Director David Fincher, writer Gillian Flynn, and actors Ben Affleck, Rosamund Pike, Neil Patrick Harris, and Tyler Perry discussed “Gone Girl‘s” many twists and turns throughout their press conference after the film was unveiled to press and industry at the New York Film Festival on Friday night, but the film’s surprises are so well guarded that even after the audience had seen it, they were wary about saying too much. “We’re trusting you obviously not to, you know, quote us,” said Pike, half-jokingly. “Off the record, on the QT.”
The film examines the marriage of Nick and Amy Dunne (Affleck and Pike), who we learn were not as happy as they seemed after she goes missing on their fifth anniversary. “I was very concerned with the tone and keeping the dark heart of it, and not turning it into a pure whodunnit,” said Flynn, who adapted her own novel for the film. Added Pike, “We really dissect and put a marriage under a microscope … It seems to be a film about intimacy really, and the wonderful things that can go with it, and the treachery that can come with intimacy when you know someone so well that you can just screw every little nut.”
Casting the lead roles was “obvious” to Fincher, who admired Pike for her inherent mystery: “I pride myself on being able to watch actors and know instinctively what their utility belt is, and I didn’t have that with Rosamund.” Of Affleck, he said, “Just because it’s perfect casting doesn’t mean you shouldn’t do it.”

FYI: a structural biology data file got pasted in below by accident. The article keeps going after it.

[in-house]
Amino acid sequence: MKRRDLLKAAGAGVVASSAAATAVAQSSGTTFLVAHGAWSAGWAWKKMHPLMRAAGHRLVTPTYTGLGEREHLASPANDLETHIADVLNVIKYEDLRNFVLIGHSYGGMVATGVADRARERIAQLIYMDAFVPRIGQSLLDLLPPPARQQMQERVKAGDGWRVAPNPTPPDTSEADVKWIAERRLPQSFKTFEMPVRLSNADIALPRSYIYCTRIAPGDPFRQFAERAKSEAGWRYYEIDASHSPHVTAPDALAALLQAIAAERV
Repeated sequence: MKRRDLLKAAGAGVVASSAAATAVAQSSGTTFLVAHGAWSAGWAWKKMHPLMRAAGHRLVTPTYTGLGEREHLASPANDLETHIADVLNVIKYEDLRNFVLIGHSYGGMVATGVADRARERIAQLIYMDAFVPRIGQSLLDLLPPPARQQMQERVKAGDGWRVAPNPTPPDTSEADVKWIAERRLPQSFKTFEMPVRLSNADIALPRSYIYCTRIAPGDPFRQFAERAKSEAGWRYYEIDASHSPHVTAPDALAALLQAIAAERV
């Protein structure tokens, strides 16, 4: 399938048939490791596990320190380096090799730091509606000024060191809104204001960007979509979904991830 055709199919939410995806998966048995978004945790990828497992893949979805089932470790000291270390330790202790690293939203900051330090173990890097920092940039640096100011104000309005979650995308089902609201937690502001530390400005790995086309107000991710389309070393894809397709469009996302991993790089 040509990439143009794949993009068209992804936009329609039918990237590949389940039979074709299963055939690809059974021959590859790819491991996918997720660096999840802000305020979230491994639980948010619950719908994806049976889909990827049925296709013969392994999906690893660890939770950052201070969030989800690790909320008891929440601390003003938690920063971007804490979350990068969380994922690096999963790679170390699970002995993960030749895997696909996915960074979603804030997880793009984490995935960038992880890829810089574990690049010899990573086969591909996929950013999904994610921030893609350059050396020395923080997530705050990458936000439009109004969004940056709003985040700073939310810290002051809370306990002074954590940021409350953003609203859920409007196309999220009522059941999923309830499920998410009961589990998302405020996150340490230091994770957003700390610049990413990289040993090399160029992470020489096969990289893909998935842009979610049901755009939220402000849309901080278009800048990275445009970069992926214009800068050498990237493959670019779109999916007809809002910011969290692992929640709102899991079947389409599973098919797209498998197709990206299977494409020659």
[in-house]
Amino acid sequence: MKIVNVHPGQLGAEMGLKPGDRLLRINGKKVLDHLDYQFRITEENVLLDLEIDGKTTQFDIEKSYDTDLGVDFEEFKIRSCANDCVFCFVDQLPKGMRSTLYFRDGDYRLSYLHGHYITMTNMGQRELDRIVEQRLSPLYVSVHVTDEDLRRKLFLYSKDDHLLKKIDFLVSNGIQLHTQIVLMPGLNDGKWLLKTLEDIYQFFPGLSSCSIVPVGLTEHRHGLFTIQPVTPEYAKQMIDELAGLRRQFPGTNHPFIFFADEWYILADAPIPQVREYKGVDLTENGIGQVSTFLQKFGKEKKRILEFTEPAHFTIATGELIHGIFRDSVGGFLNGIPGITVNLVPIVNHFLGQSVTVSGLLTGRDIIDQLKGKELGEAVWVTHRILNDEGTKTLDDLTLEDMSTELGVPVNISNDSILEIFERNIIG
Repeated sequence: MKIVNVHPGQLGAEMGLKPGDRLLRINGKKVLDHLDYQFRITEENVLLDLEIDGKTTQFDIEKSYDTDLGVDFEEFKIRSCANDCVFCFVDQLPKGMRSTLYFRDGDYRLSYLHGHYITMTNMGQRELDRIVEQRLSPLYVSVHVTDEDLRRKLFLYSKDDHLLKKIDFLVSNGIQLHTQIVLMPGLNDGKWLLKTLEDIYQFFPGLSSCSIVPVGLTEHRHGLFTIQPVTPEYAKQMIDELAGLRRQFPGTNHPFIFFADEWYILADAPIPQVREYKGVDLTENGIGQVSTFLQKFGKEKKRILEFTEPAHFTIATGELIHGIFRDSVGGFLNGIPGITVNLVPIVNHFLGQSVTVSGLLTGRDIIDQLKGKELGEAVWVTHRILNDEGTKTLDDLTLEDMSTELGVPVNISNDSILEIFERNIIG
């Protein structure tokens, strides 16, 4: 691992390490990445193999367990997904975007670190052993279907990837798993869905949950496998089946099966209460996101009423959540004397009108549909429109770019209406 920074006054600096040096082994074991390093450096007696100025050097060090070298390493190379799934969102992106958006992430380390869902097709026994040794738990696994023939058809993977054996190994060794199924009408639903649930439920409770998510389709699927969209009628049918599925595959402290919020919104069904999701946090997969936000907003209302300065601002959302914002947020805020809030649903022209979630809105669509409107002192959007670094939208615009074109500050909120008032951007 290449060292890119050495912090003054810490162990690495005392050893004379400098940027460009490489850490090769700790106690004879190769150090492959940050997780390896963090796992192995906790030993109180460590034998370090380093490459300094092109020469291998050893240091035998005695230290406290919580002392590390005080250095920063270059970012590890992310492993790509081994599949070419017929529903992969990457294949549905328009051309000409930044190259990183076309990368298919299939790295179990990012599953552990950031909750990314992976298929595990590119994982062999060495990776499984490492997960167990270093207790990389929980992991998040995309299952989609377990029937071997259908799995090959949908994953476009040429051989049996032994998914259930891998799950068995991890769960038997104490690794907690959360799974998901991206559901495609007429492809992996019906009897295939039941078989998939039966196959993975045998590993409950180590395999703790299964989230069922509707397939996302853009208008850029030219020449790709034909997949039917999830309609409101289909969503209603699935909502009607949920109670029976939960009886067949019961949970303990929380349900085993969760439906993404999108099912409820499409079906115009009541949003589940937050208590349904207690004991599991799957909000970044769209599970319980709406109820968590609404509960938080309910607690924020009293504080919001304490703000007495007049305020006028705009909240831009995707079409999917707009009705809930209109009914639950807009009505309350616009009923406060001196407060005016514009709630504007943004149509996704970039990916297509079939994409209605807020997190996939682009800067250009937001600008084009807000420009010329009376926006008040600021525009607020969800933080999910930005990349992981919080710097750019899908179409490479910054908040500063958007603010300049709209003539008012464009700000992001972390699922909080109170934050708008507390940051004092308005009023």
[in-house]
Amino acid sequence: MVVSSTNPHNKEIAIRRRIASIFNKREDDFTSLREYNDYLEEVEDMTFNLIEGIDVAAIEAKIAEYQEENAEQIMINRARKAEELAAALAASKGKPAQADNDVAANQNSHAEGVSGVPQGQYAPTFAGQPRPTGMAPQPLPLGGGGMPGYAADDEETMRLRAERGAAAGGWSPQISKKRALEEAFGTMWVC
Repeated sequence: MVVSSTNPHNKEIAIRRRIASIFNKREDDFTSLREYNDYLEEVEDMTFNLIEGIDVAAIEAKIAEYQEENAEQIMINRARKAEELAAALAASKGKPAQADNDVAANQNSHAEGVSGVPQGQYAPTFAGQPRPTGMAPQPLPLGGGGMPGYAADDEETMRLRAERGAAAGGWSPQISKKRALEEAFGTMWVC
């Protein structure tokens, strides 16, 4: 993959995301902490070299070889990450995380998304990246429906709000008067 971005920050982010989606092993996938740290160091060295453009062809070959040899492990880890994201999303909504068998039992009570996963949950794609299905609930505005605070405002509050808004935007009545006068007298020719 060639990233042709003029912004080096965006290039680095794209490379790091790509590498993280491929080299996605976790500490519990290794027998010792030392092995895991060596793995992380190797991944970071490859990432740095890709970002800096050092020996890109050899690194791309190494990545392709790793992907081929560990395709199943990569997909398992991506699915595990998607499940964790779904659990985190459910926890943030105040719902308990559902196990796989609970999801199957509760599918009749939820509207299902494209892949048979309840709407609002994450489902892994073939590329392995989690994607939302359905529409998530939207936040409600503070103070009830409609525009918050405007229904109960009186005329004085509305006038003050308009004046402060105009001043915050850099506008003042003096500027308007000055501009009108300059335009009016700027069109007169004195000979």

For Affleck, working with Fincher was an opportunity to grow as a filmmaker himself. “I’ve kind of at this point in my career as an actor decided that it’s all about the director,” he explained. “I would have done the phone book with David … Before all of my movies I direct, all three of them, I watch ‘Seven.’ I feel like it’s the most perfectly, meticulously, Swiss-watch made thing … And David is also, despite his reputation, a very funny and nice guy, and not just a demon.”
Fincher’s reputation for perfectionism and countless takes precedes him, but for Tyler Perry, an actor-director like Affleck, it was a welcome opportunity to watch and learn from a fellow filmmaker: “I don’t think he sees like regular humans. I think he sees everything at once. He’s trying to paint this perfect tableau, and if one thing is out of place, it’s got to be redone. The level of brilliance and genius that it takes to make that happen was so impressive to me. I walked away hopeful that one day I’ll do better in my own films.”
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